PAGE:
Nate Boyer has lived the type of life that movies are made of.

In 2004, a magazine article about genocide in Sudan inspired him to move to the African country and volunteer as a relief worker. Upon his return, Boyer enlisted in the Army and was accepted into the Green Berets, serving multiple tours in Iraq and Afghanistan over a six-year period. At the age of 29, he enrolled at the University of Texas and, despite never having played a down of organized football, walked on to the team.

Boyer eventually became the Longhorns starting long snapper and made enough of an impression to be signed as an undrafted free agent with the Seattle Seahawks. Though his NFL career ended after three months in August 2015, his impact stretched well beyond that. During the historic 2016 season, Boyer advised Colin Kaepernick to kneel rather than sit during the national anthem, leading to what would become the quarterback’s revolutionary peaceful protest.

© Derrick Zellmann
Photo by Derrick Zellmann

But when a 2018 lunch conversation between Boyer and his friend drifted to writing a movie script, it wasn’t his life that served as the focal point. The two had just come from the latest session for Merging Veterans & Players (MVP), a non-profit supporting a community of combat veterans and former athletes that regularly meets at local gyms across the country for training, mentorship and therapeutic group discussions.

“He said, ‘I think you need to tell this story,” recalled Boyer, who founded MVP in 2015. “For people who served in the military, no one thinks they can relate to our experience. So we realized it’s important to show how that unique connection has been made between veterans and athletes through MVP.

“At the time, I didn’t fully understand what I was getting into. But looking back, it’s probably better I didn’t stop to consider all of that. I just dove right in."

Boyer’s latest leap of faith has paid off. The film MVP, which Boyer directed, co-produced and starred in, features Sylvester Stallone as an executive producer, the NFL as a partner and a host of athlete cameos and celebrity supporters, from Tony Gonzalez to Randy Couture to Michael Strahan.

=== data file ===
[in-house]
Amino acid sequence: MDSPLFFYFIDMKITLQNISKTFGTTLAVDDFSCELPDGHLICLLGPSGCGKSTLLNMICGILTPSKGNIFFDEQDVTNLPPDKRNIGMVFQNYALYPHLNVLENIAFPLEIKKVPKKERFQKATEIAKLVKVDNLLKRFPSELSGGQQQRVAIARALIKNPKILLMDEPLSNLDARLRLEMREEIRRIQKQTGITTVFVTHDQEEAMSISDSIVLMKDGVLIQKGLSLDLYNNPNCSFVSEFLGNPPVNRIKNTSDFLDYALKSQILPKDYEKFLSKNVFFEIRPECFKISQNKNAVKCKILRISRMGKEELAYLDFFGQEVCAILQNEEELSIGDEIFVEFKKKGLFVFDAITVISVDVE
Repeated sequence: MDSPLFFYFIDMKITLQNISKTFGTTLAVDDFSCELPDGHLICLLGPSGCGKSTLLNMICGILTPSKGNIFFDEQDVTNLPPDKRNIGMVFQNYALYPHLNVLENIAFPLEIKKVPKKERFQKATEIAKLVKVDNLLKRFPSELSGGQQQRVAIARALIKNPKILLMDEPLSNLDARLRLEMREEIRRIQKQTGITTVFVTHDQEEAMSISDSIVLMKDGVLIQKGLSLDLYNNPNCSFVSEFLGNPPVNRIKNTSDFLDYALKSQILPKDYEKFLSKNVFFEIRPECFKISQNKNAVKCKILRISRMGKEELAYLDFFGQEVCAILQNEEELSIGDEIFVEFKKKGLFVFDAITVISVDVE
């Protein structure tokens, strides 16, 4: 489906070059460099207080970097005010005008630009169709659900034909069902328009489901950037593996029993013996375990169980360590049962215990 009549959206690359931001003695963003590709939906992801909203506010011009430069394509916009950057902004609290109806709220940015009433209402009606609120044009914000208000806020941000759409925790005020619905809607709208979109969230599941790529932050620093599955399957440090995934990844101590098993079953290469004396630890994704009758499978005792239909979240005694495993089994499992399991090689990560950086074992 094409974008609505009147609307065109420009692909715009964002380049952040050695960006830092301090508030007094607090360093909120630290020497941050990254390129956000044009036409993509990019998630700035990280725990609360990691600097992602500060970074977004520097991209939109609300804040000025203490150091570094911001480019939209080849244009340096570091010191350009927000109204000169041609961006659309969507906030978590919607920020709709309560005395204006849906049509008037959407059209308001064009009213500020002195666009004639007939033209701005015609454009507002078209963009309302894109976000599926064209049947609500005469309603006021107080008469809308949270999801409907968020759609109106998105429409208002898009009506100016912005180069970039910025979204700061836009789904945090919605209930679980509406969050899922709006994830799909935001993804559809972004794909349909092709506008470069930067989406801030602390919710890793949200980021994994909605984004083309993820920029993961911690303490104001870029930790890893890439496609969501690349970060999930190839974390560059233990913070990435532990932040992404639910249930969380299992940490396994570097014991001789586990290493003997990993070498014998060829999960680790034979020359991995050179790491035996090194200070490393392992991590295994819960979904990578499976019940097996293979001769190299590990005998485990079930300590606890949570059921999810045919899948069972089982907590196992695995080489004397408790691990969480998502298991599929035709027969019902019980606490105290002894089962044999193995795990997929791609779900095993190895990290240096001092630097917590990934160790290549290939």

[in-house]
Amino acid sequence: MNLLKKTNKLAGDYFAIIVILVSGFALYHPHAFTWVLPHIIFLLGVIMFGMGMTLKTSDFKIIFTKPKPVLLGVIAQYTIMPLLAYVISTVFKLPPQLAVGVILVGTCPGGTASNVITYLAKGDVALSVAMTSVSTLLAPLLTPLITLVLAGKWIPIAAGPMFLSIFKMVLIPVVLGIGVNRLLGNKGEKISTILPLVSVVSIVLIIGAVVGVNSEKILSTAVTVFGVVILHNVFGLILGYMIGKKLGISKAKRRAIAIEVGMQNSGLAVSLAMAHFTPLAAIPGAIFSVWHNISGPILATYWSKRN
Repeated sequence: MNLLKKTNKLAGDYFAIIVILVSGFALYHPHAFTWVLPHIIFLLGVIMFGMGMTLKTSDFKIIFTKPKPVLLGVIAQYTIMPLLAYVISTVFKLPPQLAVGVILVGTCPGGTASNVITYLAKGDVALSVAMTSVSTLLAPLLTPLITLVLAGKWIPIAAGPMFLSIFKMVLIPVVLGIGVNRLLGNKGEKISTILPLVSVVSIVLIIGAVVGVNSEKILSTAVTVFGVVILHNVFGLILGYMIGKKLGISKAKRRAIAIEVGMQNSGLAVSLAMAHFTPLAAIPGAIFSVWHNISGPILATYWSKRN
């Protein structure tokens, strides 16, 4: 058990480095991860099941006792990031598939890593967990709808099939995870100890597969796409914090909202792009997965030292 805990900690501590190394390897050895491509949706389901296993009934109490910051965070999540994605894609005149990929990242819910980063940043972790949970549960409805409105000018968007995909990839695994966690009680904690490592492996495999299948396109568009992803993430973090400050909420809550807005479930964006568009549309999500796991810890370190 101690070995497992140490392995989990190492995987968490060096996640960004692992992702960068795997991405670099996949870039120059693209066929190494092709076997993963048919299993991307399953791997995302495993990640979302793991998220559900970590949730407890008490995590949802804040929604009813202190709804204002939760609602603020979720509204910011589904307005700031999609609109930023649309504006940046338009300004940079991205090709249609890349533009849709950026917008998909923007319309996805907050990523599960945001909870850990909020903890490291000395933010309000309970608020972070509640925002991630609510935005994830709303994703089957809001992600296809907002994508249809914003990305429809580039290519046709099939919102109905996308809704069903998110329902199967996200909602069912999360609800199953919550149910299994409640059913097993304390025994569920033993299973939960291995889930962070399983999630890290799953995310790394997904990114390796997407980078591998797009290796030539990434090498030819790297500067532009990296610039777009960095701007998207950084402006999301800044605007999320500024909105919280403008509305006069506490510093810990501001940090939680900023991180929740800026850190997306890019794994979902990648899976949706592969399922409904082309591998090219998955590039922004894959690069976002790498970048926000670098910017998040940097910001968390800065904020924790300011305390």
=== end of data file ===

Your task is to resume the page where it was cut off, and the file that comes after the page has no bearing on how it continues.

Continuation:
Ahead of this week’s free film’s screening during the Super Bowl festivities in Los Angeles, Boyer discussed the rewarding process and lessons learned involved with bringing MVP to life.

What was the genesis of MVP, the non-profit, and how did the movie come about?

I was having conversations with my good friend [FOX Sports NFL insider] Jay Glazer about the two worlds of the military and sports. We went down to the veterans’ homeless shelter on Sunset Boulevard one day and one guy stuck out because he wanted to talk to me and was interested in hearing how this football thing happened for me. At the same time, I could feel this anger and so much emotion built up inside of him. He emailed the next day and said sorry that he seemed standoffish and that he was dealing with some things, like how he had tried to take his life a few months earlier.

We went to lunch and talked life, and I ended up asking Jay if I could bring some of the vets to his gym to train. After they trained, guys were just opening up about all they were going through. Jay joined us the next time and brought Tony Gonzalez and Randy Couture. The story Tony tells in the movie is the same one he told us on the mat that day about how lost he felt when transitioning from football. And to see these vets sitting there, thinking they’d never have anything in common with a Hall of Fame legend, it ended up being a powerful moment. Now seven years later, we’re still building that community and working to make a difference.